Thesis - Open Access
Master of Science (MS)
Permeability is the physical property of soil which enables it to pass or conduct air or water through is macropores. This should not be confused with the infiltration rate, a term expressing the rate at which water will enter the soil surface. Whereas the infiltration rate is influenced by the hydraulic slope, permeability is not (12, p. 153)*. A term which is often confused with permeability is hydraulic conductivity. Hydraulic conductivity is a velocity term, or (L/T), expressing the rate at which a fluid passes through the soil. The specific need for hydraulic conductivity and permeability measurements is to determine the rate at which water will move through soil. Thus the information on these measurements is indispensable in sound planning of drainage and irrigations systems. This study will deal primarily with devising a method of measuring the hydraulic conductivity of soil. Frequently the horizontal permeability of an alluvial soil is 10 times greater that the vertical permeability because under water the particles are deposited with most of their flat surfaces parallel to each other. The presence of tight clay layers will also further decrease the relative vertical permeability. Therefore, it is important to recognize the nonhomogeneous as well as the anisotropic nature of the soil when permeability measurements are being taken.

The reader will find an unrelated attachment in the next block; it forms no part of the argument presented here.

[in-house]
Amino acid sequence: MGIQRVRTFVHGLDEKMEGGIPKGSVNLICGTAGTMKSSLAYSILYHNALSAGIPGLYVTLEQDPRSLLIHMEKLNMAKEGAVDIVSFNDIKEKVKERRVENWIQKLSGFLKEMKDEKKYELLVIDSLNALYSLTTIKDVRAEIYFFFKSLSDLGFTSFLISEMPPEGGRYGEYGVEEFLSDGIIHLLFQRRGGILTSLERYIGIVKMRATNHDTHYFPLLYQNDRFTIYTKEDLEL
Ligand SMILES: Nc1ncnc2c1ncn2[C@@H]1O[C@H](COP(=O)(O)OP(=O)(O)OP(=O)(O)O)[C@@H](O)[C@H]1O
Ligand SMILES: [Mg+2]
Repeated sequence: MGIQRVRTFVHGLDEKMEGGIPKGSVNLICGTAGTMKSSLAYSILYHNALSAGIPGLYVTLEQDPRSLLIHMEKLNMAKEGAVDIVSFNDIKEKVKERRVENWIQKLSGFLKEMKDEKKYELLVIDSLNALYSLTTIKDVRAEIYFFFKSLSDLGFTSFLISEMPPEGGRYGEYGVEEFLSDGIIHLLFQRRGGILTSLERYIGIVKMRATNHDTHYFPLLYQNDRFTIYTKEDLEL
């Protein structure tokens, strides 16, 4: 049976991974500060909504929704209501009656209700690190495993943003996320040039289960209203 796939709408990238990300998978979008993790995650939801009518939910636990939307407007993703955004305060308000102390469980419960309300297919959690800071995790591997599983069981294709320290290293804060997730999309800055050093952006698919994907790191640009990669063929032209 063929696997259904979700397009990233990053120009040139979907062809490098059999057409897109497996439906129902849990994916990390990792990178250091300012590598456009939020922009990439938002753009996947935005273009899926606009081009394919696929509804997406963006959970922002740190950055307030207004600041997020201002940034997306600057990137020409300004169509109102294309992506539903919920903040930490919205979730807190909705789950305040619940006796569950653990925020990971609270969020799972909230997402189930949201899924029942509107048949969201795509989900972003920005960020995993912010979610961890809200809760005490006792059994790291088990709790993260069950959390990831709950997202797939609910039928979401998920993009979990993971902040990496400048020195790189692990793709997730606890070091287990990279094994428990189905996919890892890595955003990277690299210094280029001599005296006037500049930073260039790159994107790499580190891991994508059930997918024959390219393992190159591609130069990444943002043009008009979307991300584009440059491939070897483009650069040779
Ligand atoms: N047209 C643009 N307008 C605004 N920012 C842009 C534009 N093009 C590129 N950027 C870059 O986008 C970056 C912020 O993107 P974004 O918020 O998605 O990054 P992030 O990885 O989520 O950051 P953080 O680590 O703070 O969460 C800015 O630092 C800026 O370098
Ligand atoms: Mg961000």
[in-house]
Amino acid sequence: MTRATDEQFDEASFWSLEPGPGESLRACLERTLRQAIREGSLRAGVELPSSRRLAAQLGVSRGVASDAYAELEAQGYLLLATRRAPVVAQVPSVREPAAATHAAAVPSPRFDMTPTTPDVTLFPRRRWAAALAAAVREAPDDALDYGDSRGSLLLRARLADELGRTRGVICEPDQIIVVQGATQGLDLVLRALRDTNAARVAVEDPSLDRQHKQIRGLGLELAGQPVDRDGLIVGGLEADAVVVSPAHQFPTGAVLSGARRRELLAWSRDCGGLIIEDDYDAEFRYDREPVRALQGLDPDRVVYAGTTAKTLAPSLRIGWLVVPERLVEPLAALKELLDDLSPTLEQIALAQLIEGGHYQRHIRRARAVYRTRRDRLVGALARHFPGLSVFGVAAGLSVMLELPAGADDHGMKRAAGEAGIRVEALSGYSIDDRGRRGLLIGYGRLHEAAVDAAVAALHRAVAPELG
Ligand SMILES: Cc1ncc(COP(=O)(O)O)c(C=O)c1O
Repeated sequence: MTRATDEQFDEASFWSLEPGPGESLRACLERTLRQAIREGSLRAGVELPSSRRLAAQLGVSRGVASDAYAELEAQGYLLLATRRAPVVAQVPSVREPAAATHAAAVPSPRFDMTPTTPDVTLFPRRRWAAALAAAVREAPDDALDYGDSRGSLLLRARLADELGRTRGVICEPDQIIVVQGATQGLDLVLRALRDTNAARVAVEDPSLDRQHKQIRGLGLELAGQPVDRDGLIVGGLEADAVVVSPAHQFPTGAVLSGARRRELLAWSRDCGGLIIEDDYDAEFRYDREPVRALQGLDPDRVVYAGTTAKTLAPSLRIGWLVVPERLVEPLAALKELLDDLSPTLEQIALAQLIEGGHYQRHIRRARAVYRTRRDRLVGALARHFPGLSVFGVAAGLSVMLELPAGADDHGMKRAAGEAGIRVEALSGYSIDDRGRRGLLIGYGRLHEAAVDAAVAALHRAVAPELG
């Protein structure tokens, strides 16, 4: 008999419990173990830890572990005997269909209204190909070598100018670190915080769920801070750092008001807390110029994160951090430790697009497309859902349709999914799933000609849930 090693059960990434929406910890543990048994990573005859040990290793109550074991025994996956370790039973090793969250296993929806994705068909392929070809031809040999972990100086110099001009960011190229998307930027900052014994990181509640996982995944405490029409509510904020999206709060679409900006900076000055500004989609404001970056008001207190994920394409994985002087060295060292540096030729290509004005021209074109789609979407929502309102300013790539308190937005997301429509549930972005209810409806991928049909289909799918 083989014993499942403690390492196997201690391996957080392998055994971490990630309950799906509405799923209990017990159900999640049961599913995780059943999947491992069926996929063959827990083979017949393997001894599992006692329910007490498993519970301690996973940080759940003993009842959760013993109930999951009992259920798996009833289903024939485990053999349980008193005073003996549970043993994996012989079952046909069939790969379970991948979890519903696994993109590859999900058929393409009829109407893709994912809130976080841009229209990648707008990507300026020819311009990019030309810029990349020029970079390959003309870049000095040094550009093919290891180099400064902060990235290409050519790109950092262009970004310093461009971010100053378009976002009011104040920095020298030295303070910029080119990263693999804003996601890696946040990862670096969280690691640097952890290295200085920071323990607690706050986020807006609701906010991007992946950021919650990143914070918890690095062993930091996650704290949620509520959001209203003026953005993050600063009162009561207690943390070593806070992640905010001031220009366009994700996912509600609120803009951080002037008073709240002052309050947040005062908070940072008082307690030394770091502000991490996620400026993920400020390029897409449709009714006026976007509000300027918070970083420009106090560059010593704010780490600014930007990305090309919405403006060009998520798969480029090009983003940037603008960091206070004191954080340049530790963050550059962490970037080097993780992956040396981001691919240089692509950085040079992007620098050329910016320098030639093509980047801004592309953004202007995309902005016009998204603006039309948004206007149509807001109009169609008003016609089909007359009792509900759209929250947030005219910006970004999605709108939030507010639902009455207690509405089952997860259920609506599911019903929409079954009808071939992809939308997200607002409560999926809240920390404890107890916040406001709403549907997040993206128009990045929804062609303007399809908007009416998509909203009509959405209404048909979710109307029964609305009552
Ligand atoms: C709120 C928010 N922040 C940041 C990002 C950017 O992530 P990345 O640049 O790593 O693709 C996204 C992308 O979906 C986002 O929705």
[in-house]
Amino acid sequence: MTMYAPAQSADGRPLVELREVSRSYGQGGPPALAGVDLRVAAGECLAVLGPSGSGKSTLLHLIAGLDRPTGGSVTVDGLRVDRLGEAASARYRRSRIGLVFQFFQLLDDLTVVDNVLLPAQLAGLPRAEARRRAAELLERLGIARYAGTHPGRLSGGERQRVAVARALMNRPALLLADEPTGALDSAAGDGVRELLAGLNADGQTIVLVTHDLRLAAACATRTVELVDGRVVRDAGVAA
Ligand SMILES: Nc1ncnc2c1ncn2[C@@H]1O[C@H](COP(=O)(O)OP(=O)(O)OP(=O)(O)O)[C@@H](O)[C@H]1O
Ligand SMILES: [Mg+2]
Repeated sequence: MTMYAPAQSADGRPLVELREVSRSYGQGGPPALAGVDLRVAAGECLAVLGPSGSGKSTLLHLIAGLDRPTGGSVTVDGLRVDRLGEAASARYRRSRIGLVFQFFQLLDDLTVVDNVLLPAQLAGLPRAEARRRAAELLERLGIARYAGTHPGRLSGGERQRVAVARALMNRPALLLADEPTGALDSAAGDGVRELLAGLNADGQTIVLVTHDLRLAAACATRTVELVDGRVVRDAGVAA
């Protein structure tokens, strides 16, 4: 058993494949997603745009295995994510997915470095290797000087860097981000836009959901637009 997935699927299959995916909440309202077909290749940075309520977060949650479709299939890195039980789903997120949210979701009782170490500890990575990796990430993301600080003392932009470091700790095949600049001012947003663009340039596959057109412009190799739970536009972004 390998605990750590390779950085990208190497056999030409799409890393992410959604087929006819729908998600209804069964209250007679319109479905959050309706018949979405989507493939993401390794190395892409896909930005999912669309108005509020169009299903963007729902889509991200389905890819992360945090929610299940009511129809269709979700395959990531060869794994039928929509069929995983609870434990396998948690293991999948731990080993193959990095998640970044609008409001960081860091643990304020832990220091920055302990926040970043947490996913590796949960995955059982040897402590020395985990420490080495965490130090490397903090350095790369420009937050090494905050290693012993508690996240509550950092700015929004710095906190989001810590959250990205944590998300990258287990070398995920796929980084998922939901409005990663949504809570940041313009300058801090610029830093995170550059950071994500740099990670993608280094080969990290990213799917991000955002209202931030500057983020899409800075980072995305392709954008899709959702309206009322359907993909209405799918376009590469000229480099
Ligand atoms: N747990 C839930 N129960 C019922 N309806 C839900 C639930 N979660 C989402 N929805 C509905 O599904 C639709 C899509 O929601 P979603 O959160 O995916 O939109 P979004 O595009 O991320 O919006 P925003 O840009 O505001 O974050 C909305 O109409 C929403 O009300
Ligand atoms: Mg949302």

Library of Congress Subject Headings
South Dakota State University
Anderson, R. Kent, "Measurement of Vertical and Horizontal Hydraulic Conductivities on an Undisturbed Soil Core" (1967). Electronic Theses and Dissertations. 3272.